BaleDoneen Method

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The BaleDoneen Method is a risk assessment and treatment protocol aimed at preventing heart attack and stroke. The method also seeks to prevent or reduce the effects of type 2 diabetes, technically known as diabetes mellitus type 2. The method was developed by Bradley Field Bale and Amy Doneen.


Similar to other protocols, the method tests for cholesterol levels, blood pressure, and diabetes, as well as factors not included in other current protocols, including systemic inflammation, vitamin D deficiency, insulin resistance, elevated levels of lipoprotein(a), and genetic risks, to identify potential root causes of arterial plaque.[1][2]

Testing for plaque includes a carotid intima-media thickness test, (CIMT), which measures blood flow through the arteries and the thickness of the arteries.[2][3] Physician Dr. Jeff Emery wrote that the test "allows us to identify if you are at future risk for a heart attack or stroke."[4] The American Heart Association has recommended CIMT as "a safe, non-invasive and relatively inexpensive means of assessing subclinical atherosclerosis. The technique is valid and reliable."[5] The method also uses the coronary artery calcium score (CAC),[5] a measurement of the amount of calcium in the walls of the arteries that supply the heart muscle, using a coronary CT calcium scan of the heart.[6][7] CAC has been shown to be an independent marker of risk for cardiac events, cardiac mortality, and all-cause mortality.[8]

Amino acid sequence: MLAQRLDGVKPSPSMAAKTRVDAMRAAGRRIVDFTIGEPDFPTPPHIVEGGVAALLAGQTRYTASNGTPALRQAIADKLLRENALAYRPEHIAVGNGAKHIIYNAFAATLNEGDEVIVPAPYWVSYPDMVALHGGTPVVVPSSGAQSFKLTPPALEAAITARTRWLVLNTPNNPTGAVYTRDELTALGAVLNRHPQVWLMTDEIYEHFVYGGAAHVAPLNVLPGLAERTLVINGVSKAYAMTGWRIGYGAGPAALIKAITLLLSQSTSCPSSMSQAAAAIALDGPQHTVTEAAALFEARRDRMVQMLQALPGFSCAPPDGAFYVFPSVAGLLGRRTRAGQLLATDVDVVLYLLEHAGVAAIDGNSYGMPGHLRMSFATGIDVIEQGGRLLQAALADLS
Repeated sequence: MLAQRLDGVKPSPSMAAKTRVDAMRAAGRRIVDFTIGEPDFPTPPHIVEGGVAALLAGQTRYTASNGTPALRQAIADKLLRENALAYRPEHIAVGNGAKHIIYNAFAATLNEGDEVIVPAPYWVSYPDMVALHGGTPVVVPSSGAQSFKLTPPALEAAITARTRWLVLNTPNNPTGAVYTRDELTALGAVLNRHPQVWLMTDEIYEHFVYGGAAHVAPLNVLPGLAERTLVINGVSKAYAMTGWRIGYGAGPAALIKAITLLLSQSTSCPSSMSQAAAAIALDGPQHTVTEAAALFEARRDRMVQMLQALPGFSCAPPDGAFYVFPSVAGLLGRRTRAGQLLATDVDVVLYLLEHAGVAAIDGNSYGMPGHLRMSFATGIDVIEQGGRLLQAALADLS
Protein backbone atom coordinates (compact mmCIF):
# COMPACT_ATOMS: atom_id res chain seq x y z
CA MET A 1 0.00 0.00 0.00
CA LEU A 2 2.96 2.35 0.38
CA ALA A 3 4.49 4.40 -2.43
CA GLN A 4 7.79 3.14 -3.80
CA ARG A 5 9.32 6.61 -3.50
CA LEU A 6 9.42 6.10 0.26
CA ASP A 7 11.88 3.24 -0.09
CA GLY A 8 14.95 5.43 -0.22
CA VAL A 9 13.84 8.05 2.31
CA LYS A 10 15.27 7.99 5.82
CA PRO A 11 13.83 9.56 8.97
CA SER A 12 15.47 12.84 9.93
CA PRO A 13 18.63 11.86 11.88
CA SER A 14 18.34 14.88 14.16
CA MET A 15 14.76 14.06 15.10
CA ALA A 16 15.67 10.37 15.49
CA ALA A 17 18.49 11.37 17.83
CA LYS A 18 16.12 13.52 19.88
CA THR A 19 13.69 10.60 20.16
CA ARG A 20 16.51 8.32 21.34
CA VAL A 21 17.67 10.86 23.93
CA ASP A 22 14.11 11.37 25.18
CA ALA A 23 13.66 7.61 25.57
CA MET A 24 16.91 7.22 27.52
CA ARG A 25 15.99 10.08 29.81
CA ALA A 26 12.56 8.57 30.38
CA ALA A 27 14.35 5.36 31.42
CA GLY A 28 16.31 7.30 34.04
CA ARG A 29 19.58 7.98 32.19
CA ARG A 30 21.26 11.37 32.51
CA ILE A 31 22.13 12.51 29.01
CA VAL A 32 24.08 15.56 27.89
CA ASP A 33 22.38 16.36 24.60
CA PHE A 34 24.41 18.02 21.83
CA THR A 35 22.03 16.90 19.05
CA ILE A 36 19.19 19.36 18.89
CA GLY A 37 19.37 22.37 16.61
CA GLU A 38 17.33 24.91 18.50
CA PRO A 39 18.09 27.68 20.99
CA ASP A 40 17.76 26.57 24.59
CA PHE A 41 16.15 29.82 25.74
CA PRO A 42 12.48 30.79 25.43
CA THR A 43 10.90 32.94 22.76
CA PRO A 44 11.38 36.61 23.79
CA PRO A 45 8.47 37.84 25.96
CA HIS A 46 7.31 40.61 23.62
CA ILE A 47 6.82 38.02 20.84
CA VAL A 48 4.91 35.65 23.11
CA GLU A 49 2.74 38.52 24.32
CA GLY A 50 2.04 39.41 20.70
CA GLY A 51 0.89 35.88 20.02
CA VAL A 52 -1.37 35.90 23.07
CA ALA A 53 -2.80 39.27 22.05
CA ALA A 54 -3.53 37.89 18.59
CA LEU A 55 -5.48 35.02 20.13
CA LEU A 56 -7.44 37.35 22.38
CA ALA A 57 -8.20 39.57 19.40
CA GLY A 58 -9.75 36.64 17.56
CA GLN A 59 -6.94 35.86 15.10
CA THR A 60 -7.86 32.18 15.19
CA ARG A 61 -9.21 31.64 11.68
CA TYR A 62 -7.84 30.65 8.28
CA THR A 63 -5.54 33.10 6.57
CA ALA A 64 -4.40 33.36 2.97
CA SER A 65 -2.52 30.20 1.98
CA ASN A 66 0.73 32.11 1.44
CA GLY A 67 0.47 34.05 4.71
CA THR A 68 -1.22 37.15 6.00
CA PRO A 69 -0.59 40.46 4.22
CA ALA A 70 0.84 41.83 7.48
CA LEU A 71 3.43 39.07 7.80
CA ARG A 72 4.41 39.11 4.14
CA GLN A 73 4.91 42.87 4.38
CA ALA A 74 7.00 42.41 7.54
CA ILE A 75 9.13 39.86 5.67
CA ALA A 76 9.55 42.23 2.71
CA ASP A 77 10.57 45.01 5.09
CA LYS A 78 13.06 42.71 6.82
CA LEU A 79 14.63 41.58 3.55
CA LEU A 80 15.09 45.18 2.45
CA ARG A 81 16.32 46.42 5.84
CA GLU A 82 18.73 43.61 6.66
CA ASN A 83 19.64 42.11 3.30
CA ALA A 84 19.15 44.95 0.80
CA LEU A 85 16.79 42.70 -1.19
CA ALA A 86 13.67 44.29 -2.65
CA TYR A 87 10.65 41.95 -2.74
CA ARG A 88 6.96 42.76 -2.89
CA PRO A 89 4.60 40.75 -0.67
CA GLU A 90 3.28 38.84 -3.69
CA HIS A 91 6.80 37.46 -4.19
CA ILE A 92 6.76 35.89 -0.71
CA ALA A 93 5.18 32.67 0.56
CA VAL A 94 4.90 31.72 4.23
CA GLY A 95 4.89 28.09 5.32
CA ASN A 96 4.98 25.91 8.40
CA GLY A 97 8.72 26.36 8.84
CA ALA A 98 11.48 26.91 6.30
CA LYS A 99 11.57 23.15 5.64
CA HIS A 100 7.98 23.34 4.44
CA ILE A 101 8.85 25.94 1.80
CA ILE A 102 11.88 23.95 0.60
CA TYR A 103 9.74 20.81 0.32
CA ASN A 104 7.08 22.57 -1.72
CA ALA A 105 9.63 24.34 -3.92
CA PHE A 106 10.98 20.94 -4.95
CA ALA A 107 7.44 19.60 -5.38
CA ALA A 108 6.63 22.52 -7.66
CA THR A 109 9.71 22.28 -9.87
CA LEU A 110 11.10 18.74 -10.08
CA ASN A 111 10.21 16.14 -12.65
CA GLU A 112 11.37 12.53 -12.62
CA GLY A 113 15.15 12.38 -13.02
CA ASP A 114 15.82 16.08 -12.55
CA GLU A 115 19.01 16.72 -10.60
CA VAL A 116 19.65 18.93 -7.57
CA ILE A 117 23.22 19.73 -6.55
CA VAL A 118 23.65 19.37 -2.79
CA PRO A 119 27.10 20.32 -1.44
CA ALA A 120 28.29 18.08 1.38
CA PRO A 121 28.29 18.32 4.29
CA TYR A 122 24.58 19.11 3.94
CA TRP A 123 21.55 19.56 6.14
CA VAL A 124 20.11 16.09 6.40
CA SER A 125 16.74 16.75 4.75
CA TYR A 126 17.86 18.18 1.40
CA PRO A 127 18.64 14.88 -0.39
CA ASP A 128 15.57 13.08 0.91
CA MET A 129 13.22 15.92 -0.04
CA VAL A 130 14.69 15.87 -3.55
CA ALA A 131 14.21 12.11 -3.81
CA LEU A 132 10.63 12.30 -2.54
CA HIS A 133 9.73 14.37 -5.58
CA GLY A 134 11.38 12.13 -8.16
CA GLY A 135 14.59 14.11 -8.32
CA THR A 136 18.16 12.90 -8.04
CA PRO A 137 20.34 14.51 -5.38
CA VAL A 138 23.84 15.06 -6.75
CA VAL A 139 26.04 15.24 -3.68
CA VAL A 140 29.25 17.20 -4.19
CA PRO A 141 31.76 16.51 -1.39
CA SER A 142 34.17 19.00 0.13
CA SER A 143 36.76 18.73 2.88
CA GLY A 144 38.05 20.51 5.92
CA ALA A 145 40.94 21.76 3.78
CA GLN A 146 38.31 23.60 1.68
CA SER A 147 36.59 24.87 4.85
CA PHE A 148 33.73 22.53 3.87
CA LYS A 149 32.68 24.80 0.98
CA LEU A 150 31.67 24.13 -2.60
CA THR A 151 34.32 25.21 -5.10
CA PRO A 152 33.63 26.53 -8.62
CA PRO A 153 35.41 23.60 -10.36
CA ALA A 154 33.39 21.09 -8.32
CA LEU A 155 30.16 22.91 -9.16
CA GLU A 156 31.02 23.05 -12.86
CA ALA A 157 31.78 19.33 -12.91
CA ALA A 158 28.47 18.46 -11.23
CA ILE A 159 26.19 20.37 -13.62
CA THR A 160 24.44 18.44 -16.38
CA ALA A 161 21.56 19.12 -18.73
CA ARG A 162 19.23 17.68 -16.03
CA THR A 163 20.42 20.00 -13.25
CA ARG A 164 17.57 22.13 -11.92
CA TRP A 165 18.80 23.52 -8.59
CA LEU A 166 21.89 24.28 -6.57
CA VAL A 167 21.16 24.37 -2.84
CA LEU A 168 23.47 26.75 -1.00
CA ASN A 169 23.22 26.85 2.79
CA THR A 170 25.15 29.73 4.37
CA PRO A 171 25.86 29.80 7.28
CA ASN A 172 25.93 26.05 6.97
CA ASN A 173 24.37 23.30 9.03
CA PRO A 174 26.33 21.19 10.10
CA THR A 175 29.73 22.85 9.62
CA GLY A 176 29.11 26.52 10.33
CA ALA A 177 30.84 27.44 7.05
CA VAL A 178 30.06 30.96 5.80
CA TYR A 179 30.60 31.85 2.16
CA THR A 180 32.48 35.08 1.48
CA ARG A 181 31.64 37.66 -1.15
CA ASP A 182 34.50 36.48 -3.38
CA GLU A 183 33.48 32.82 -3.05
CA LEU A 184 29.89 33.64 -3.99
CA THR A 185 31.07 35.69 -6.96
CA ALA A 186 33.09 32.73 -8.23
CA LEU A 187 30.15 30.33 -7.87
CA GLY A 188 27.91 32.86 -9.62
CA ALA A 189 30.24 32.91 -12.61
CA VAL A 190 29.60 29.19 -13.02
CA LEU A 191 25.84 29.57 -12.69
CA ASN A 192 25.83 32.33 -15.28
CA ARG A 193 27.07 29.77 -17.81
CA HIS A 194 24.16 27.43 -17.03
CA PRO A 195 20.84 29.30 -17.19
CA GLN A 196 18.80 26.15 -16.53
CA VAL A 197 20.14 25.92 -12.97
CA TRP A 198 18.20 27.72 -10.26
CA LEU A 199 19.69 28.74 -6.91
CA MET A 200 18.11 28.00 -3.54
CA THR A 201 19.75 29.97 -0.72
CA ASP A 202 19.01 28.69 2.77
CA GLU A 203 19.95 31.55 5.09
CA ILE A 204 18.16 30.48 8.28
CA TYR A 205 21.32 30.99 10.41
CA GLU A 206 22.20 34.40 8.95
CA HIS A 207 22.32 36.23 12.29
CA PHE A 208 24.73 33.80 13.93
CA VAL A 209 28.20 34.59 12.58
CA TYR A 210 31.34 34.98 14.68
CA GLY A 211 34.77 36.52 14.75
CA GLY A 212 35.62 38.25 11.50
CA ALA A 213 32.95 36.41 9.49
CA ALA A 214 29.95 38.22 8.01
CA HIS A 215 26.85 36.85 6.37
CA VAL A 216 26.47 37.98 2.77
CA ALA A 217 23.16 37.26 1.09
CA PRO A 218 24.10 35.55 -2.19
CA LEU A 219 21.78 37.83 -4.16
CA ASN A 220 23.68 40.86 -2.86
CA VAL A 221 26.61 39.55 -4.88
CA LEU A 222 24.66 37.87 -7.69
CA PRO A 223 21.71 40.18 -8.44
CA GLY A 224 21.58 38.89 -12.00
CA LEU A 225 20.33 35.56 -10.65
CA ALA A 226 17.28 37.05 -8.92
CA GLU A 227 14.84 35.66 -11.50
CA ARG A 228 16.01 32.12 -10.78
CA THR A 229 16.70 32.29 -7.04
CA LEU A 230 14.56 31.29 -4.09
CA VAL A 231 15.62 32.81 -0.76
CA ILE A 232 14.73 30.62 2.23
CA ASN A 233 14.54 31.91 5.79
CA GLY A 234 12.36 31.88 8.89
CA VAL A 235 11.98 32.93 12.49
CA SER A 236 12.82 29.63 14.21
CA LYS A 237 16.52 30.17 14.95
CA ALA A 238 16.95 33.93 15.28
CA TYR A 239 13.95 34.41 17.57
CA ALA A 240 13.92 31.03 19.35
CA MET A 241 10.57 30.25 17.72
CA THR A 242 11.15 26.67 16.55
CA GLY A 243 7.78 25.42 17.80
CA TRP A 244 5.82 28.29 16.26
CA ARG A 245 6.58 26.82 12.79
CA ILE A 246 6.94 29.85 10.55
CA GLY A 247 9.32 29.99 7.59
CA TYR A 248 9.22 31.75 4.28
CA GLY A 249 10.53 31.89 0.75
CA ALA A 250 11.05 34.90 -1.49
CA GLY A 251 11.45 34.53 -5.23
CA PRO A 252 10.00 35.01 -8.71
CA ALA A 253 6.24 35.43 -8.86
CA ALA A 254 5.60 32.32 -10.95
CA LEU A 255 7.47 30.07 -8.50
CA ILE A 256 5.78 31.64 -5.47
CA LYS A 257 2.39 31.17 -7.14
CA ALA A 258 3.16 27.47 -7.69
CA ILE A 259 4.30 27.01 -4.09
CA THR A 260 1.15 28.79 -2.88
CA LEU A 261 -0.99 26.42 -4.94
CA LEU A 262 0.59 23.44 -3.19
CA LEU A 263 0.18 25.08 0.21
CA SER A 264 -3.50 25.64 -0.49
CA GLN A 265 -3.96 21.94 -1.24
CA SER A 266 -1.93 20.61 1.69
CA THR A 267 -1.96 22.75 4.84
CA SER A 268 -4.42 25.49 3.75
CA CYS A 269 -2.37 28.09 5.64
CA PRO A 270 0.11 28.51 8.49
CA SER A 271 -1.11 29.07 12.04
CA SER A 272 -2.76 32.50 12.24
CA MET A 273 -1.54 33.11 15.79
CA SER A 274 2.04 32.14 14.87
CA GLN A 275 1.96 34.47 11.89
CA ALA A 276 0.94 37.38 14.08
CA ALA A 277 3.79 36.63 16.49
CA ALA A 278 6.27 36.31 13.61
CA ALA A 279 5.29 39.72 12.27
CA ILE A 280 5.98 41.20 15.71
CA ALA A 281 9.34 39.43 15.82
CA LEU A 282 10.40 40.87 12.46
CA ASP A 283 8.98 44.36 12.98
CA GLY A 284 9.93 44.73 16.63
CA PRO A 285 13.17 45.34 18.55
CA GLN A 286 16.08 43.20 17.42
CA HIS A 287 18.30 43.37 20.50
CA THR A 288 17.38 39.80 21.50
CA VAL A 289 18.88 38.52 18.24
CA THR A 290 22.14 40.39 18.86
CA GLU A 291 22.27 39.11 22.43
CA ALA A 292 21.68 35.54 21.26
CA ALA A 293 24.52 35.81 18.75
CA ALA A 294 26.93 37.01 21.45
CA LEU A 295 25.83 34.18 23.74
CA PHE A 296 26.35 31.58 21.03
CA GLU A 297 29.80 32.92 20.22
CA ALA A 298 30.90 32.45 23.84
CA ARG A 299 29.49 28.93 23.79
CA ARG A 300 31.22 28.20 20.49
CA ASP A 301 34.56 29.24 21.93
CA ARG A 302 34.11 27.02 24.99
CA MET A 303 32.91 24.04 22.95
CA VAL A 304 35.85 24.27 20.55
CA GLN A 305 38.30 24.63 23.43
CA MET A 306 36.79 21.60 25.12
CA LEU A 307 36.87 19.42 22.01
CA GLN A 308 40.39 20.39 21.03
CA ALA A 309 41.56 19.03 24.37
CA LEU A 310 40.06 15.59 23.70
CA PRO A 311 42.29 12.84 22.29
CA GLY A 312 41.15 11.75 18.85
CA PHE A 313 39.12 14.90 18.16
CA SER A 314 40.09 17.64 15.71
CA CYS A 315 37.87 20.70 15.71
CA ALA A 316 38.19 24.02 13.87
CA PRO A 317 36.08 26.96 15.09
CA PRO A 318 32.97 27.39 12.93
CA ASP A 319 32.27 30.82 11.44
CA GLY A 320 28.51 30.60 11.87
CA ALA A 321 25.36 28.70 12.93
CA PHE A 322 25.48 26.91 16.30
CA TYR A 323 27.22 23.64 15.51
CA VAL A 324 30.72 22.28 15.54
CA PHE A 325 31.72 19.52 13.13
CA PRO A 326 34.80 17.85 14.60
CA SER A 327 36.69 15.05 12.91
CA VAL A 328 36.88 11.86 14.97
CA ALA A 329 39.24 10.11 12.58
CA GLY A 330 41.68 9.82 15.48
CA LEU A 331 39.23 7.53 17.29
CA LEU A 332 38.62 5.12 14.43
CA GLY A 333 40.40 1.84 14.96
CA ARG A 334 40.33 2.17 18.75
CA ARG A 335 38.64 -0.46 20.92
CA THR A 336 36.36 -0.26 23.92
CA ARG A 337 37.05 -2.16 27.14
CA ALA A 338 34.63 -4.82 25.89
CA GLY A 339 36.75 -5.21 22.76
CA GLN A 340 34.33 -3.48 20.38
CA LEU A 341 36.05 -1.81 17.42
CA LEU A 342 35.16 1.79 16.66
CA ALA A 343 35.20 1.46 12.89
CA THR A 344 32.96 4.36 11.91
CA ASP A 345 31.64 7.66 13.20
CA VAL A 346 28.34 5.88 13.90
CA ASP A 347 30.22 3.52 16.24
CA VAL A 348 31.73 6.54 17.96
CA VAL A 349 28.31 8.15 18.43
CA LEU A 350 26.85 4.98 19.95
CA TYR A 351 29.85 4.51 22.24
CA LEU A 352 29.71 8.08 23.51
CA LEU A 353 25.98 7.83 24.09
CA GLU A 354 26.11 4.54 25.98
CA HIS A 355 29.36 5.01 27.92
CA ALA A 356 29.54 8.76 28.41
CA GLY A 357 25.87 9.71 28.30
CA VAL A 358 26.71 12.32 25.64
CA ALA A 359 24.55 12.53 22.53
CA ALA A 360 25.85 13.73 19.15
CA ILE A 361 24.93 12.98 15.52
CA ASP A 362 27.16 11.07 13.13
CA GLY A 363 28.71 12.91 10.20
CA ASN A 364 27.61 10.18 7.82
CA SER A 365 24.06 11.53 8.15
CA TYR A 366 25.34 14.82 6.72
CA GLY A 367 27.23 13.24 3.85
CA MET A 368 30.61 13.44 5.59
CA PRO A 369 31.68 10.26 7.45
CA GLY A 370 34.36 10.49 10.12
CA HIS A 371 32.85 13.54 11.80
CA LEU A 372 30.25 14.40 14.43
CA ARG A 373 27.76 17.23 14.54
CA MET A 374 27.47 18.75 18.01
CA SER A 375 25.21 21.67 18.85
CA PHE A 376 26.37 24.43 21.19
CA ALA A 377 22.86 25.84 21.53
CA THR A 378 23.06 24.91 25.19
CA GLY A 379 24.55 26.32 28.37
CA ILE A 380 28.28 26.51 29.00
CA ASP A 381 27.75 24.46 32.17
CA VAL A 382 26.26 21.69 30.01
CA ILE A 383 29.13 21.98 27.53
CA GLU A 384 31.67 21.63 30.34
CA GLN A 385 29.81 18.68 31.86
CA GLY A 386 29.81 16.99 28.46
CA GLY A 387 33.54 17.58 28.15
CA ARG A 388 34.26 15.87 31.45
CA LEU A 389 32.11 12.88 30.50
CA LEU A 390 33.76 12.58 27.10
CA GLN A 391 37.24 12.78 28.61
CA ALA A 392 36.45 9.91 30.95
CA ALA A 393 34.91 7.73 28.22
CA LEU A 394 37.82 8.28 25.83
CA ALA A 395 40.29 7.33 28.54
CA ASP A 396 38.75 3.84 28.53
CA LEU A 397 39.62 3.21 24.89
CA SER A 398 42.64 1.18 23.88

The method uses urine and blood tests to check inflammatory markers, such as a high-sensitivity C-reactive protein test (CRP) measuring CRP, a protein in found in blood that indicates inflammation throughout the body.[9] In 2017, results of the CANTOS trial demonstrated that anti-inflammatory therapies reduce risk for heart attack, stroke, other cardiovascular events[10] and cancer by up to 50%.

The method ties results of this testing to considerations of lifestyle, diet, sleep disorders, stress levels, genetic factors, and dental care, and personalized treatment targets are set to reduce patients' cardiovascular risk.[9][11] In some cases, these goals exceed those set by standard care. A common protocol for blood pressure indicates that an adult male with a reading of 130/85 is not at risk for a heart attack if the patient is being treated for high blood pressure. However the American Heart Association[12] and the BaleDoneen Method define safe levels as being below 120/80.


In a retrospective study that analyzed data from patients who had received cardiovascular risk reduction treatments that included lipid-lowering medications, lifestyle modification, and additional therapies for those with insulin resistance, type 2 diabetes, hypertension, metabolic syndrome, and other cardiovascular risks.[13] The following outcomes were reported during the first year of treatment with the BaleDoneen Method, compared to baseline: 50% decrease in the size of carotid artery plaque deposits, 30% drop in triglycerides, 25% drop in LDL (bad) cholesterol, and 6% rise in HDL (good) cholesterol.

A retrospective study of patients treated with the BaleDoneen Method,[14] reported statistically significant reductions in CIMT measurements, plaque burden, fasting blood sugar, LDL cholesterol and inflammation over an eight-year period. Limitations of the study include lack of diversity in the study subjects, nearly all of whom were Caucasian, and lack of a comparison group. Randomized controlled clinical trials are needed to compare the effect of the method with standard treatment protocols.